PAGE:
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Youth Sports Then and Now: 30 Years of Changes
by Jeff Janssen, M.S. Janssen Peak Performance

In keeping with our theme of how athletes are different than they were decades ago, here's a contrasting look at how youth sports has changed over the last 30 years.

I knew immediately things were different with my daughter's T-Ball team that I coached this summer. I asked a seven year old on the team if he had ever swung a bat before. He said, "No, but I have swung a Wii."

Yes, this list is done a bit curmudgeonly; where it seems that those of us who played 30 years ago or more had to trudge five miles to practice going uphill - both ways. However, there is no denying that there are subtle if not distinct differences between youth sports then and now.

WHEN KIDS PLAY

Sports 30 Years Ago:
Played every day with the neighborhood kids for hours on end, whatever sport was in season.

Sports Now:
Kids only play and practice real sports when adults formally organize them. The rest of the time they are playing video versions of sport on Wii, Playstation, and X-Box. Rarely do you see kids organize informal, real games of their own any more.

WHERE KIDS PLAY

Sports 30 Years Ago:
Kids of all ages went into a backyard or nearby vacant lot to play.

Sports Now:
Kids play on perfectly manicured and lined fields.

TRAINING

Sports 30 Years Ago:
Kids played against other neighborhood kids of all ages and had to get better in order to compete with the older ones. They often played on their own or with each other, throwing a ball against a brick wall to get better.

Sports Now:
Kids attend dedicated sports facilities where a paid instructor provides expert tutelage in their sport on a regular basis. They attend multiple summer camps and many play on travel teams that formally train throughout the year. They also may receive speed and agility training as well as sport psychology consulting.

EQUIPMENT

Sports 30 Years Ago:
Kids were lucky to have a glove in the family and you shared bats with the neighbor kids. The bases were a cracked Frisbee, a piece of cardboard, and a worn out dirt spot.

Sports Now:
T-leaguers often have their own bats, batting helmets, batting gloves, and bat bags to carry all their gear.

UNIFORMS

Sports 30 Years Ago:
Uniforms? Are you kidding me? It was whatever you were wearing that day. T-shirt, jeans, and an old, worn-out, sweat-stained baseball cap with the logo from the local team.

Sports Now:
Full uniforms with names on the back of each jersey and customized bat bags.

CHOOSING UP SIDES

Sports 30 Years Ago:
Kids picked their own teams by choosing up sides. The person who got the first pick, usually determined by who had the last hand on the bat handle, got the first pick and the other person got the next two picks.

Sports Now:
Roster is made up by coach or community league.

RULES OF THE GAME

Sports 30 Years Ago:
Kids made up their own rules to fit the situation. If the ball goes over the house in left field it is an automatic home run. But if it goes over the fence in right field, where the vicious dog lives, it's an automatic out. And YOU have to climb the fence and try to retrieve the ball before Killer notices.

Sports Now:
All rules are listed in the official Little League Rule Book.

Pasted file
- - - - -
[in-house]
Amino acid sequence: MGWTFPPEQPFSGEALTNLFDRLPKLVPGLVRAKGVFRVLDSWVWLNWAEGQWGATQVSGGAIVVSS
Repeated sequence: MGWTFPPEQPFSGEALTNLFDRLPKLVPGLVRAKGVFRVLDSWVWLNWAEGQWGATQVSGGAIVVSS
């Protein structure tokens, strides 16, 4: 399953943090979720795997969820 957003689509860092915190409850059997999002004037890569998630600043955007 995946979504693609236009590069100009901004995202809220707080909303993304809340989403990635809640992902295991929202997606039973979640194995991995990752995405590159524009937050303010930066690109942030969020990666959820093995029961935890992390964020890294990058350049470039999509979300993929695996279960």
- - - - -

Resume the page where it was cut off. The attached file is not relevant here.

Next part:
MAKING THE CLOSE CALLS

Sports 30 Years Ago:
Kids got to decide all the close plays. Sometimes the older, more dominant player said, "I get the call or I'll beat you up." Other times the kid who brought the ball got the call, otherwise he was going to take his ball and go home. Hopefully most the time the kids said, "I'll take this close call and you get the next one."

Sports Now:
Uniformed umpires make all the calls.

DEVELOPING LEADERSHIP

Sports 30 Years Ago:
You had to develop leadership skills to influence who was on your team, getting the close calls, and keeping your friends focused and on track so you could win the game.

Sports Now:
Adults make 90% of the decisions in youth sports: choosing teams, making out lineups, deciding close plays, handling disagreements, etc.

REWARDS FOR PLAYING

Sports 30 Years Ago:
Kids enjoyed the intrinsic rewards of competing and playing with friends. You had bragging rights over your friends or the next neighborhood over - until the next game.

Sports Now:
Every kid now is given a shiny, new trophy in t-ball just for showing up. The seek and have come to expect the extrinsic rewards more so than the intrinsic.

REFRESHMENTS

Sports 30 Years Ago:
Drinking out of a garden hose with hot, rubber-tasting water when the game was done.

Sports Now:
Moms and dads are assigned "Snack" where they bring Gatorade bottles and chips or Oreos for each player. Many times the highlight of the game in the kids' minds is the snack they receive, not any good plays that might have been made.


With all these differences, it's no wonder that kids of today have different motivations, approaches, definitions of success, and reactions to failure than those of decades past. As a coach and parent, you must certainly recognize the differences. Yet, at the same time, you must also preserve the time-honored traditions that respect the game as well as the children's development.

For more information, visit the online resource for emerging and existing team leaders at the http://www.TeamCaptainsNetwork.com.


CONTACT INFORMATION:

Janssen Peak Performance, Inc.
Mailing Address: 102 Horne Creek Court Cary, NC 27519
1-888-721-TEAM (toll free in U.S.)
(919) 303-5321 (phone)
(919) 303-4338 (fax)
Email:jeff@jeffjansen.com







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